How are black millennials viewing the traditional black church today? Is there a growing familiarity or dissimilarity with it and why?
Well, I certainly cannot speak for all millennials. However, as an individual lumped into that category, I humbly offer my observations. I think there is a growing dissimilarity from my generation with the traditional black church. As the country continues becomes more “mixed”, ethnic identity is becoming less of a dominant identifier — especially in religious contexts. The ethnic terrain is different now than what it once was. My generation doesn’t feel compelled to be primarily identified by race or restricted by historical ethnic restrictions. And since, by its very title alone, “the traditional black church” is primarily identified by an ethnic association, therein lies the divergence.
What does this familiarity/dissimilarity mean for the traditional black church? What does this mean for the church at large?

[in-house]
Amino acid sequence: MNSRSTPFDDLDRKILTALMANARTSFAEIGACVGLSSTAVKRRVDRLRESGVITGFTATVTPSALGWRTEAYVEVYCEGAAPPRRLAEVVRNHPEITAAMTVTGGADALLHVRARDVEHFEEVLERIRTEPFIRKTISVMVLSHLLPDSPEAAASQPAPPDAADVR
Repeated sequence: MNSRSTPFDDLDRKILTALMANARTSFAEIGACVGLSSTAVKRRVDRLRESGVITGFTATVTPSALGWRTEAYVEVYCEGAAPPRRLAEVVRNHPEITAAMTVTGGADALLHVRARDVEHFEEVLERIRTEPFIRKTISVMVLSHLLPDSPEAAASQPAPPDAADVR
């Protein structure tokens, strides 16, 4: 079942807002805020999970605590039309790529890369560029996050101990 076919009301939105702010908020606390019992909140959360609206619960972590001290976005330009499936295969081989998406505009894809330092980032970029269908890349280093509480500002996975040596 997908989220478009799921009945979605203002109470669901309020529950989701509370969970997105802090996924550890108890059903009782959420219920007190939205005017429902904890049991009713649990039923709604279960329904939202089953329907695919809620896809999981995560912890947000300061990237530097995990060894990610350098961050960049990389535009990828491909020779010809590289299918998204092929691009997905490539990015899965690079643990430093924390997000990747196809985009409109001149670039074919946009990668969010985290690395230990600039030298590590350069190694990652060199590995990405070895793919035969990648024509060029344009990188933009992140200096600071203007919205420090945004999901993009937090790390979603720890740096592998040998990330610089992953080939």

I think this dissimilarity will eventually lead to the disappearing of the “traditional black church”. I think it’s inevitable. We practically affirm this reality every time we are asked to define the “traditional black church” and cannot do so with clarity. It, even now, is culturally losing it’s definition. By description, I think the “traditional black church” requires certain ethnic traditions to be present in order to continue progressing. If those ethnic traditions are as generational as I believe they are, over time they will cease to be passed down and perpetuated — essentially vanishing the traditional black church from the broader evangelical landscape. This is not to say that black Christians will disappear. No, they will thrive, with the rest of God’s redeemed people groups until the Lord’s return! This is simply to highlight that like many ethnic-traditional church experiences, be they those of Greco-Rome or of Crenshaw, they can only live as long as the ethnic-traditional adherents share essential core identities. These ethnic-traditional identities, I believe, are weakening with each subsequent generation.